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Recent statistics grad applies skills
to pracitcal problems at Health Center
February 15, 1999
When Laurie Rau was a senior majoring in statistics last year, she wanted two things: practical experience in the field and credit toward her degree.
An internship would be the ideal solution. But at that time, the Department of Statistics had none in place. But her adviser, Nalini Ravishanker, an associate professor, and Dipak Dey, professor and head of the department, worked with the Health Center to create an internship for her, the first undergraduate internship in the department. She worked with Joseph Sheehan, a professor of community medicine and health care in the division of biostatistics.
Rau's internship proved invaluable. Right after graduating in December, she was hired by the Health Center to work with Stephen Walsh, an assistant professor of community medicine and health care - this time as a full-time employee.
Dey says offering internships is good for the program. "This should attract more undergraduate majors in statistics," he says.
Sheehan speaks highly of Rau and another student from UConn, Ramon Garcia, who is an intern with him this semester.
"Laurie and Ramon have been well educated in the fine aspects of statistics and statistical models, and what we offer is a chance for them to apply those abstract models to real-world data," Sheehan says. "They are enthusiastic, very capable and they can do things that it would take another student a long time to figure out, simply because they have such a solid educational background."
Rau worked with Sheehan on a grant to study measures of disability through the National Arthritis Foundation. Using "fairly sophisticated statistical models," they tried to extract more information from the data than is currently possible using existing methods, Sheehan says.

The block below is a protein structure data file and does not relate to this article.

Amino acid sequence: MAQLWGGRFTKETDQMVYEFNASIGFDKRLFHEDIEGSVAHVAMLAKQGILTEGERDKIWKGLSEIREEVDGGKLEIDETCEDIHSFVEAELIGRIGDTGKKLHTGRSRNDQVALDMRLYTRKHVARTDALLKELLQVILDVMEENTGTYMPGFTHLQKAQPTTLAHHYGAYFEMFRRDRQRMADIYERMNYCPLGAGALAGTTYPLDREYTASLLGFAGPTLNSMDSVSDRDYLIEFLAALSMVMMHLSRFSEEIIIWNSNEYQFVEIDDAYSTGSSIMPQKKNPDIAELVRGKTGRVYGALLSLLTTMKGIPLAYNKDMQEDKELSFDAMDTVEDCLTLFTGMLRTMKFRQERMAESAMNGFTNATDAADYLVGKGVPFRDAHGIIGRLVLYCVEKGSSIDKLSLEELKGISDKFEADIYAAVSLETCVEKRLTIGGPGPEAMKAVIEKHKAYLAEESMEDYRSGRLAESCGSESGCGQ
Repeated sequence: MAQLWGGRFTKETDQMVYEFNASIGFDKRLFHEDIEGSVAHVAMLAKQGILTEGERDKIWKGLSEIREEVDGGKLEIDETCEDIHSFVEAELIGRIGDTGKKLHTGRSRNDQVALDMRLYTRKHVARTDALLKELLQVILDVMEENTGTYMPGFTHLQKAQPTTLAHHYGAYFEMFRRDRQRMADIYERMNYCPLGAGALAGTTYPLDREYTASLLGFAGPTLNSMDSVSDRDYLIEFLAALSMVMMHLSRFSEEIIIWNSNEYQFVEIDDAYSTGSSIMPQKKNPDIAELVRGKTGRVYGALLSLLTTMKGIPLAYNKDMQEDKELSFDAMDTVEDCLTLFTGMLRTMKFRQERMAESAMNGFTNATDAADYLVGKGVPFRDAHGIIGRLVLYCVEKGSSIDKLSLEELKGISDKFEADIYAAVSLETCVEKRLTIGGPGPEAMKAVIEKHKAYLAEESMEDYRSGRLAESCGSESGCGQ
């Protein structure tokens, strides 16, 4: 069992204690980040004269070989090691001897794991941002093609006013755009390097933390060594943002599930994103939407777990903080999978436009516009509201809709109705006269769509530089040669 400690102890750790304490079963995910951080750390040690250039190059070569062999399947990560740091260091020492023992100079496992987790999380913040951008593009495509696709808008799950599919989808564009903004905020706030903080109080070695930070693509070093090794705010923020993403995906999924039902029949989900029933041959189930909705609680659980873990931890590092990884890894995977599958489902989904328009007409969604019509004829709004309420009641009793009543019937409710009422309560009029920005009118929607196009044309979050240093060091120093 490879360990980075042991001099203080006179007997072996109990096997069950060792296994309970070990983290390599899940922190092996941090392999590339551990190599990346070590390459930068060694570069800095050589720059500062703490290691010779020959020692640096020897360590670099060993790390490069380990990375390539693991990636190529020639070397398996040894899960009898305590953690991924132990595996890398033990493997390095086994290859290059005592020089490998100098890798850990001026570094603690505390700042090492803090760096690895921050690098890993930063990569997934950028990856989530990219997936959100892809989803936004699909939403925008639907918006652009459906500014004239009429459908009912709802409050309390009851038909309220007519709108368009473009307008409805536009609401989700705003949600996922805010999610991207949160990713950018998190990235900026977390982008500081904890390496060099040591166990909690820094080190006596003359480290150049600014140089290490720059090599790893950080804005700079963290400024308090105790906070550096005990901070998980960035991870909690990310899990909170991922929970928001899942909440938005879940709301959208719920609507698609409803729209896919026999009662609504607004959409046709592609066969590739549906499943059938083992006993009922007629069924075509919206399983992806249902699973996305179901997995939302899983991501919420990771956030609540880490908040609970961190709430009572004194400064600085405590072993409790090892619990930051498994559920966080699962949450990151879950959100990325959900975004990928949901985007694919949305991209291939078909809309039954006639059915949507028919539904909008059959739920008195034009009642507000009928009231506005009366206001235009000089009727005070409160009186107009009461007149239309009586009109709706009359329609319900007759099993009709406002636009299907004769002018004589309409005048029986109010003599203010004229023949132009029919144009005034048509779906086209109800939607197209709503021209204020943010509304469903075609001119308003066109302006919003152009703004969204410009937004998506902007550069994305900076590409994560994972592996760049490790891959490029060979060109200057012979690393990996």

Sheehan and Garcia are continuing the research.
Rau, a math aficionado, says of the internship, "It was a really great learning experience, and it eased me into the working world." She worked 10 hours a week and earned three credits.
She says if it weren't for the internship, she probably wouldn't have landed the job at the Health Center. "Networking is an important part of the job process," she says. Like many other students, Rau would otherwise have begun her job search through the campus interview process, "but then I wouldn't have had any practical experience,"she says.
Students who graduate with a major in statistics have found employment in industries involved in health care, pharmaceuticals and high technology.
Rau's internship also confirmed her desire to follow a career path in statistics. "If you don't like going to your internship, then maybe that's not the field for you," she says. "It's a real eye-opener."
Today, Rau works closely with Walsh on two of his research projects.
One project, funded by the Connecticut Chapter of the Lupus Foundation of America. examines lupus, a disease that is relatively rare, its cause unknown. Walsh and Rau are trying to find out whether environmental factors contribute to the occurrence of lupus.
The other project explores whether there is a higher incidence of autoimmune diseases among school teachers than in other occupations. This may help solve the mystery of what may be causing autoimmune diseases.
Rau enjoys the real-world application of her work. "We're looking for answers," she says. "It's exciting."